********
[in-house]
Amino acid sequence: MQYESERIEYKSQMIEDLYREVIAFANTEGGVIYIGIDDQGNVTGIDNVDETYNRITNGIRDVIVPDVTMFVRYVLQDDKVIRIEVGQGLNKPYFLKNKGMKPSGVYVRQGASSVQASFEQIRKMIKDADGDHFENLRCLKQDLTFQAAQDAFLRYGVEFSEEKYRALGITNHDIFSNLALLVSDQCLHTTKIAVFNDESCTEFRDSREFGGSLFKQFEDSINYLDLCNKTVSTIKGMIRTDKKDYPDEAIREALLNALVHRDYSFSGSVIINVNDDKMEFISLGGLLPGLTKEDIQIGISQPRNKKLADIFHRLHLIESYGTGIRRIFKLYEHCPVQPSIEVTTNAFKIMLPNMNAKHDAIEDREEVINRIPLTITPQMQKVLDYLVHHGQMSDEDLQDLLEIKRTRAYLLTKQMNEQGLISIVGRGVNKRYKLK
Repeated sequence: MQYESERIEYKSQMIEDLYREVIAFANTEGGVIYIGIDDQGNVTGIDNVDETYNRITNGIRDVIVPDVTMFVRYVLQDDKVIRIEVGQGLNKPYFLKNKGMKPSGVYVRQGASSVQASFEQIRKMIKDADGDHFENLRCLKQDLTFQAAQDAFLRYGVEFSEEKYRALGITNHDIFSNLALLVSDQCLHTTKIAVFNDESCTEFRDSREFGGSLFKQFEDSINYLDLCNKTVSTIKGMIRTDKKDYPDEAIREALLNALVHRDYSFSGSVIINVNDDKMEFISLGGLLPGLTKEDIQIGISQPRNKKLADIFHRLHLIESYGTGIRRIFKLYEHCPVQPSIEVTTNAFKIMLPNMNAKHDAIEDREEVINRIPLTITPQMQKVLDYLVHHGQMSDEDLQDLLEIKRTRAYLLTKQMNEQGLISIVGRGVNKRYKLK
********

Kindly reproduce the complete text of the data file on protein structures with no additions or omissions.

[in-house]
Amino acid sequence: MQYESERIEYKSQMIEDLYREVIAFANTEGGVIYIGIDDQGNVTGIDNVDETYNRITNGIRDVIVPDVTMFVRYVLQDDKVIRIEVGQGLNKPYFLKNKGMKPSGVYVRQGASSVQASFEQIRKMIKDADGDHFENLRCLKQDLTFQAAQDAFLRYGVEFSEEKYRALGITNHDIFSNLALLVSDQCLHTTKIAVFNDESCTEFRDSREFGGSLFKQFEDSINYLDLCNKTVSTIKGMIRTDKKDYPDEAIREALLNALVHRDYSFSGSVIINVNDDKMEFISLGGLLPGLTKEDIQIGISQPRNKKLADIFHRLHLIESYGTGIRRIFKLYEHCPVQPSIEVTTNAFKIMLPNMNAKHDAIEDREEVINRIPLTITPQMQKVLDYLVHHGQMSDEDLQDLLEIKRTRAYLLTKQMNEQGLISIVGRGVNKRYKLK
Repeated sequence: MQYESERIEYKSQMIEDLYREVIAFANTEGGVIYIGIDDQGNVTGIDNVDETYNRITNGIRDVIVPDVTMFVRYVLQDDKVIRIEVGQGLNKPYFLKNKGMKPSGVYVRQGASSVQASFEQIRKMIKDADGDHFENLRCLKQDLTFQAAQDAFLRYGVEFSEEKYRALGITNHDIFSNLALLVSDQCLHTTKIAVFNDESCTEFRDSREFGGSLFKQFEDSINYLDLCNKTVSTIKGMIRTDKKDYPDEAIREALLNALVHRDYSFSGSVIINVNDDKMEFISLGGLLPGLTKEDIQIGISQPRNKKLADIFHRLHLIESYGTGIRRIFKLYEHCPVQPSIEVTTNAFKIMLPNMNAKHDAIEDREEVINRIPLTITPQMQKVLDYLVHHGQMSDEDLQDLLEIKRTRAYLLTKQMNEQGLISIVGRGVNKRYKLK